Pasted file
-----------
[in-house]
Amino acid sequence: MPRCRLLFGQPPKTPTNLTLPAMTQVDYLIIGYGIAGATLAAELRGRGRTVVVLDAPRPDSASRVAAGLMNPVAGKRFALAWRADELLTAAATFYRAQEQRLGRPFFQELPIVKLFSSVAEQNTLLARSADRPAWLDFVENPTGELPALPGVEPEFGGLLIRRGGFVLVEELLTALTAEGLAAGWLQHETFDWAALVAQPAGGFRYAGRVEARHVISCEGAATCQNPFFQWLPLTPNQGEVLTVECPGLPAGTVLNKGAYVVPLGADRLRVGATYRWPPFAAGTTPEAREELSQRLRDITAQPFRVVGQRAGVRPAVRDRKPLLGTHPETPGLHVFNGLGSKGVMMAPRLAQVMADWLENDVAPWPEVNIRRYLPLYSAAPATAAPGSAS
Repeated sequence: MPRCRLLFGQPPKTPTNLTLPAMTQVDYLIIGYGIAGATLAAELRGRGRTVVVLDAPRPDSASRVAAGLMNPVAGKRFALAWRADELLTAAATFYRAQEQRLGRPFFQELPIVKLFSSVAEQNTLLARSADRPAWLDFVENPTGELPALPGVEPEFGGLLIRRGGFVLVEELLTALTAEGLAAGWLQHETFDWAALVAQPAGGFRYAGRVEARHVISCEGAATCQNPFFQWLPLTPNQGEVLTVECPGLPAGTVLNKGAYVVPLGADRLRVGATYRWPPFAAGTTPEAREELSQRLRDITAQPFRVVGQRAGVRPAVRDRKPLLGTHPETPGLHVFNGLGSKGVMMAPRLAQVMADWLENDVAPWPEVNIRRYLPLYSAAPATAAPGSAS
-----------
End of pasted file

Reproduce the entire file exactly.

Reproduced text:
[in-house]
Amino acid sequence: MPRCRLLFGQPPKTPTNLTLPAMTQVDYLIIGYGIAGATLAAELRGRGRTVVVLDAPRPDSASRVAAGLMNPVAGKRFALAWRADELLTAAATFYRAQEQRLGRPFFQELPIVKLFSSVAEQNTLLARSADRPAWLDFVENPTGELPALPGVEPEFGGLLIRRGGFVLVEELLTALTAEGLAAGWLQHETFDWAALVAQPAGGFRYAGRVEARHVISCEGAATCQNPFFQWLPLTPNQGEVLTVECPGLPAGTVLNKGAYVVPLGADRLRVGATYRWPPFAAGTTPEAREELSQRLRDITAQPFRVVGQRAGVRPAVRDRKPLLGTHPETPGLHVFNGLGSKGVMMAPRLAQVMADWLENDVAPWPEVNIRRYLPLYSAAPATAAPGSAS
Repeated sequence: MPRCRLLFGQPPKTPTNLTLPAMTQVDYLIIGYGIAGATLAAELRGRGRTVVVLDAPRPDSASRVAAGLMNPVAGKRFALAWRADELLTAAATFYRAQEQRLGRPFFQELPIVKLFSSVAEQNTLLARSADRPAWLDFVENPTGELPALPGVEPEFGGLLIRRGGFVLVEELLTALTAEGLAAGWLQHETFDWAALVAQPAGGFRYAGRVEARHVISCEGAATCQNPFFQWLPLTPNQGEVLTVECPGLPAGTVLNKGAYVVPLGADRLRVGATYRWPPFAAGTTPEAREELSQRLRDITAQPFRVVGQRAGVRPAVRDRKPLLGTHPETPGLHVFNGLGSKGVMMAPRLAQVMADWLENDVAPWPEVNIRRYLPLYSAAPATAAPGSAS